“[Pearl Jam] made that record with Neil Young [1995’s Mirror Ball] and after we were done,” Ament says, thinking back to an experience he drew upon for RNDM, “he was telling how great we were at holding back. We were like, ‘Really?’ He would come in with a song and he’d play it for us once and then say, ‘OK we’re going to record it.’ We didn’t have time to learn everything and there were moments when someone didn’t know the part so they’d just lay out. He took that as us being like, ‘We’re only going to play when we need to play.’ But there was a lot to learn in that. On tour, we would watch the Booker T. and the M.G.’s guys learn how to play with Neil and it was incredible. Neil speaks in tongues. He’s talking about colors and how something feels and you’d see them make the adjustment, make a hole where there wasn’t one before. That profoundly changed how I played music. The people Neil chooses to play with and why he chooses to play with them when he does, I get that. I get why it took him 10 years to play with Crazy Horse again.” With his hands, he gestures to his bandmates on either side of him. “Because we’re a trio, there’s more space and there’s a little more pressure. You can’t really hide behind a wall of guitars as much.”
But that pressure, felt most when the three perform together (as they have on a month-long North American tour this November) bears no connection to their hefty pedigree. And though they’re both old friends and veterans, all three talk about this band like it was their very first. “I don’t really have any expectation for RNDM,” Ament says, his face glowing. “I just want it to continue. I mostly hate to tour and the only reason why I committed to this tour was because I love this band so much. I rarely bring my side projects to the people in the Pearl Jam office, especially not until everything’s done. But with this, the day I got back to Seattle after we finished recording, I came right in was like, ‘I gotta play you something.'”
No one could ever accuse Joseph Arthur of being lazy. The Brooklyn-based singer-songwriter has his own successful solo thing going on, and that would be enough to keep most musicians busy. Not Arthur. He’s also a member of Fistful of Mercy, alongside Ben Harper and Dhani Harrison. And these days, he’s fronting RNDM, which features Pearl Jam’s Jeff Ament on bass and drummer Richard Stuverud, who’s a veteran of numerous acts, including the Fastbacks and Ament’s Three Fish.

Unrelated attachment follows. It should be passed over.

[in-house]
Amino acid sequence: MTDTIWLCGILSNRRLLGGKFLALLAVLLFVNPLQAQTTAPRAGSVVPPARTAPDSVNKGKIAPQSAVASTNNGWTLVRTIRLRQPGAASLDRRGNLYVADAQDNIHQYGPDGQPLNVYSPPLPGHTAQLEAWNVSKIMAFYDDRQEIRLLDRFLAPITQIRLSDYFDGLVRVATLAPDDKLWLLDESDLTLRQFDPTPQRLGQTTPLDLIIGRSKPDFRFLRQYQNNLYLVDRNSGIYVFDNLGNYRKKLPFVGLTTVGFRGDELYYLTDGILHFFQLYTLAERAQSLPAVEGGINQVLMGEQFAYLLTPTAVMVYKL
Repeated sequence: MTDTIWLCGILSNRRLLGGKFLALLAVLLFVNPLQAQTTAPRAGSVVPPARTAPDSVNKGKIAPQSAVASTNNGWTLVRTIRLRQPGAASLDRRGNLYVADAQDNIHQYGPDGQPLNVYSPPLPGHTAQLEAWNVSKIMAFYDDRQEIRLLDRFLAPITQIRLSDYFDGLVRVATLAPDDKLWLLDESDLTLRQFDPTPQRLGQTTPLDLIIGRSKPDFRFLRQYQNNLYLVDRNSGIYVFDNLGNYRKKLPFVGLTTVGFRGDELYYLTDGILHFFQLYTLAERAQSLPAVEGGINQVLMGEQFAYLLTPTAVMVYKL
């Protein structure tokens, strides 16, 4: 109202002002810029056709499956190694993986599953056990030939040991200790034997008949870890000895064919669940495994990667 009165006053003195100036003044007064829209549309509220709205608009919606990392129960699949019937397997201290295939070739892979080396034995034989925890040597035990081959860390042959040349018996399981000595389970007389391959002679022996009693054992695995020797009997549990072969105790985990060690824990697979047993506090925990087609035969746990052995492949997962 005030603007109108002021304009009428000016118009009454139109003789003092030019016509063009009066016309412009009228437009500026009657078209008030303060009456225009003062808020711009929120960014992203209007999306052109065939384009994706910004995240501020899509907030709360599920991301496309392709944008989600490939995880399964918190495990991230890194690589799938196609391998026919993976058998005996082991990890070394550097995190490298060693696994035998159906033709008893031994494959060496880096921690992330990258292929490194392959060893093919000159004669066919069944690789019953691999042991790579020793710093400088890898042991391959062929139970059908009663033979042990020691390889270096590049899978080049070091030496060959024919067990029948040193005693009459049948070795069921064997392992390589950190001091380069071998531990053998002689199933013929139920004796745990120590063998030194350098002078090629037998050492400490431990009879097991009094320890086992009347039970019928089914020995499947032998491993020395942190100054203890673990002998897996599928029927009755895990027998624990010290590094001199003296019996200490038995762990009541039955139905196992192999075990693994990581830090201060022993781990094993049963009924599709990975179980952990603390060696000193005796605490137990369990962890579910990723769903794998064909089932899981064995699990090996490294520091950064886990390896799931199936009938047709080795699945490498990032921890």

Reached at a tour stop in Minneapolis, Arthur tells the Straight that he’s thrilled to be part of a power trio, and that, unlike some of his previous collaborative efforts, RNDM is neither merely a backing group nor a one-off. This is, he insists, a real band.
“It’s great to be in a rock ’n’ roll band, for me,” he says. “I love it. It’s very liberating. I mean, I’ve had moments along the way of trying to get that going, with Holding the Void, this band I put together with Pat Sansone who’s in Wilco now. That was over 10 years ago. We made kind of a rock ’n’ roll record. The Lonely Astronauts were rock ’n’ roll to a large degree. But this feels like something else again. Just playing with Jeff and Richard, it feels like coming into a fully formed situation in a way, because those guys have been playing together for 15 years or something like that. So, in a way, it’s kind of like being the new lead singer of Van Halen or something.”
He says that last part with a laugh, of course. Gary Cherone has never written a song as effortlessly cool as “Modern Times”, which kicks off RNDM’s debut album, Acts, with a fuzz-strafed guitar riff backed by a percolating bass line and a super-caffeinated shuffle beat. The trio slows things down for the harmony-laced jangle pop of “New Tracks” and the dirty-streets soul of “Williamsburg”, but picks it up again for the punkadelic thrasher “Throw You to the Pack” and “Look Out!”, which boasts some incendiary lead-guitar work.
Given the instant notoriety that comes with having a member of Pearl Jam in your band, to say nothing of Fistful of Mercy’s star power, you might think Arthur is wary of being pegged as “the supergroup guy”. He says, however, that he just plays well with others, some of whom happen to be famous. “If you do this stuff long enough, collaboration is just part of it,” he reasons. “You develop relationships, you get to know people. If you’re healthy artistically, or in life, you end up collaborating and getting involved with other things, and just sort of branching out into different opportunities. So that’s the way I look at it, really.”
Modest to a fault, Arthur says he doesn’t consider himself particularly prolific, although Redemption City, his double solo album from earlier this year, offers strong evidence to the contrary. “Andy Warhol used to say that he didn’t understand why songwriters didn’t write, like, 10 songs a day,” Arthur says. “And there is some truth to that. That’s a little bit much to ask, but I think there’s not much expected of people who write songs. Ten a year is considered a lot. And it really shouldn’t be considered a lot, man. You know what I mean?”